With a brand new baby, I haven’t had much time for blogging.

But I’ve watched a lot of excellent TV. In particular, portrayals of mental health problems have been getting better and better.

Here are my top 3 of 2017.

1) Borderline Personality Disorder in Crazy Ex-Girlfriend

Crazy Ex-Girlfriend, despite it’s shocktastic title, is a musical comedy about a lawyer who moves from New York to California to chase down a man. She’s also struggling with her mental health, particularly as this manifests in her relationships.

In episode 6 of Season 3, Rebecca is given a new diagnosis (and sings about it, naturally). This is the culmination of a dark arc in the show where Rebecca loses everything and everyone, before taking an overdose on her flight home.

The diagnosis is Borderline Personality Disorder (also known as Emotionally Unstable Personality Disorder). At first, Rebecca resists this label after reading about it on the internet, but then comes to understand how it might explain her feelings and actions.

As a psychiatrist, it was so refreshing to see this condition dealt with in a realistic way (my heart gave a little cheer when her doctor said that medication would not be the main focus). I hope they continue to explore it sensitively – and with more singing, of course.

2) Post-traumatic stress disorder in Star Trek: Discovery

The launch of a new Star Trek series is a science fiction event to be celebrated, but particularly when Star Trek: Discovery has this mixture of military and exploration storylines and a wonderfully diverse cast.

The show also deals with trauma in war in a nuanced way. While most of the characters undergo trauma, it’s the responses of Captain Gabriel Lorca and Lieutenant Ash Tyler that are most interesting – and might include post-traumatic stress disorder.

Lt. Ash Tyler and Capt. Gabriel Lorca in Star Trek: Discovery
Lt. Ash Tyler and Capt. Gabriel Lorca in Star Trek: Discovery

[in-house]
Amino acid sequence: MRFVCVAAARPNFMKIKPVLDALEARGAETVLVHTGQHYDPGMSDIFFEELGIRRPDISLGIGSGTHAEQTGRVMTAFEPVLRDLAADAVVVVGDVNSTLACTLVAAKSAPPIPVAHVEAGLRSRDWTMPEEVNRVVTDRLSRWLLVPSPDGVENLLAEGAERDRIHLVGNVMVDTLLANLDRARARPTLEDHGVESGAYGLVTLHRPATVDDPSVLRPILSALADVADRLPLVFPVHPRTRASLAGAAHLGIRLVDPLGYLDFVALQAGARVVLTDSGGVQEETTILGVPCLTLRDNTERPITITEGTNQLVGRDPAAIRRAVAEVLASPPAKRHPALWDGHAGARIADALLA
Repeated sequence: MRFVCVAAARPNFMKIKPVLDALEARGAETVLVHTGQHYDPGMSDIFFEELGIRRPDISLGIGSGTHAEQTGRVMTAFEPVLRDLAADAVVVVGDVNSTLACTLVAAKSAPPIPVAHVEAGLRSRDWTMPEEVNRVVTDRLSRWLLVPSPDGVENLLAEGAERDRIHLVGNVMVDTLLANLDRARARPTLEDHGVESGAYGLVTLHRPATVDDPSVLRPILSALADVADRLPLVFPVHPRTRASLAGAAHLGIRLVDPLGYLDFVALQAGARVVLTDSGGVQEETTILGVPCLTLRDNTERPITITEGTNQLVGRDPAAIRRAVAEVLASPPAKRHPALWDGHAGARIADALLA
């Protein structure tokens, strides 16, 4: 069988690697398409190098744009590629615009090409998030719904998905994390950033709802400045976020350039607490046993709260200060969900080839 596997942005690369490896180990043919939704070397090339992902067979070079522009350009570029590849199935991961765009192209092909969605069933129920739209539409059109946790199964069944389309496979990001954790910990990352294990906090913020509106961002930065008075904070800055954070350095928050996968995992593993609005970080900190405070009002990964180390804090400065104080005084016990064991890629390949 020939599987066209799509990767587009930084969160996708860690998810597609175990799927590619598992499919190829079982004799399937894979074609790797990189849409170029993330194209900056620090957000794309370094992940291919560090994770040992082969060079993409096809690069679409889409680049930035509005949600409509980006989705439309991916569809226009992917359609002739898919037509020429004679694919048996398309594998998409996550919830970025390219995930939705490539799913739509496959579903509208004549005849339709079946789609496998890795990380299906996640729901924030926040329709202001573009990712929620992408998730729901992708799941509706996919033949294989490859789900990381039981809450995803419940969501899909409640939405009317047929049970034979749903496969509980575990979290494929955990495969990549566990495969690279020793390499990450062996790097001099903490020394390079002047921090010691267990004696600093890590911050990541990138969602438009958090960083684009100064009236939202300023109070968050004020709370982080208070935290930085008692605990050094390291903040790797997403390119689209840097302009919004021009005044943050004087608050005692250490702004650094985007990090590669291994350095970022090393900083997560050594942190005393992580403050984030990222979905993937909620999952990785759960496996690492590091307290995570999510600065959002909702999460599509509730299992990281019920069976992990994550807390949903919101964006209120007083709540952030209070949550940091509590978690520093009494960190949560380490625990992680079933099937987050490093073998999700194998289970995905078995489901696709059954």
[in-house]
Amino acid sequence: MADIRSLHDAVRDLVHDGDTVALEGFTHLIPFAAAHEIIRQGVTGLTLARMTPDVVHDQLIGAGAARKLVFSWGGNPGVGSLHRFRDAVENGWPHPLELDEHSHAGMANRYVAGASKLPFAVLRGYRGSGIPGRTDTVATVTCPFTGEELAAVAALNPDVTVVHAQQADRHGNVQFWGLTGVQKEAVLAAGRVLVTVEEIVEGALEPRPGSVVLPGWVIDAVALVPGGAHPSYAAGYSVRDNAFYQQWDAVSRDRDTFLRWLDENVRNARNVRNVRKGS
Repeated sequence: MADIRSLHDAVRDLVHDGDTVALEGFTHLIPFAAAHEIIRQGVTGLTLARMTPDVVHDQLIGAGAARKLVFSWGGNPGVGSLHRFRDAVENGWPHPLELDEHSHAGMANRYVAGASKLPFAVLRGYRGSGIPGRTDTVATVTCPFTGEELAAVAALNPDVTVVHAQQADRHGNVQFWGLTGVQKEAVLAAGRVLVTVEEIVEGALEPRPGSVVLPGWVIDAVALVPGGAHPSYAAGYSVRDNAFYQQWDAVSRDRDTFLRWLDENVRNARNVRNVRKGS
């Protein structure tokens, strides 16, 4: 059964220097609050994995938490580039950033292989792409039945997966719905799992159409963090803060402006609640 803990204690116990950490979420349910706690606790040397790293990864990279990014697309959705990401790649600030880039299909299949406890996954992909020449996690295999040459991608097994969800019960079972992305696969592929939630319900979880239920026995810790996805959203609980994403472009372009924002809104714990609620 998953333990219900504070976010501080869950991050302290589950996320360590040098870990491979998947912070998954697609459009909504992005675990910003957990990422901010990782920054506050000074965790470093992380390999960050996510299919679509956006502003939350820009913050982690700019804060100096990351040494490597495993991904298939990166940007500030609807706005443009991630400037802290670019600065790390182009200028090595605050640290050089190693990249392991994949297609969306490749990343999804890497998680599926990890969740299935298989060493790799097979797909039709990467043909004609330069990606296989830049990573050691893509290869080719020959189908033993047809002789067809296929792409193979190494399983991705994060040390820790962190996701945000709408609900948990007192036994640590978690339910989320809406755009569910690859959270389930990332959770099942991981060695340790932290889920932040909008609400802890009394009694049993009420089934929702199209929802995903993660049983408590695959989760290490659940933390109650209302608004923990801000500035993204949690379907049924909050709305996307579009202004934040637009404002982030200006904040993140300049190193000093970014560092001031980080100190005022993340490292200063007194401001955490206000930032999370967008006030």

Lorca experiences emotional blunting and increased risk-taking as a result of the loss of his crew. His response is noted by his superior officer, psychiatrist, and lover Vice Admiral Cornwell – a combination I cannot recommend).

Tyler appears to be Doing Fine, but encountering his torturer triggers an episode of flashbacks during a mission. (If you ever want to know why people want “trigger warnings”? That’s why.) He also brings a powerful portrayal of a male survivor of sexual assault, including the associated guilt about what he did to survive as a prisoner of war.

3) Anxiety in The Good Place

This perky sitcom about the afterlife leads to deep thinky-thoughts about the nature of good and evil, our purpose in life, and the existence of frozen yoghurt.

Chidi in The Good Place
Chidi in The Good Place

The end of Season 1 brought the realisation that Chidi’s anxiety is being deliberately provoked by the custodians of their neighbourhood. This entailed asking him to keep secrets and make decisions, two things that gave him severe physical symptoms of anxiety.

Season 2 continues to play with this theme, but Chidi’s response begins to alter. He starts to make decisions, even if he does second-guess them. He also learns how to be present for people he cares about, despite his natural drive to panic.

Honourable mention: BoJack Horseman

Probably the only reason this dark comedy didn’t make the cut is that I have not watched Season 4. However, even the first three seasons and my husband’s assurances hold true, this show has one of the most thought-provoking depictions of chronic depression and familial trauma on TV right now.

Here’s to more sensitive and accurate portrayals in 2018!

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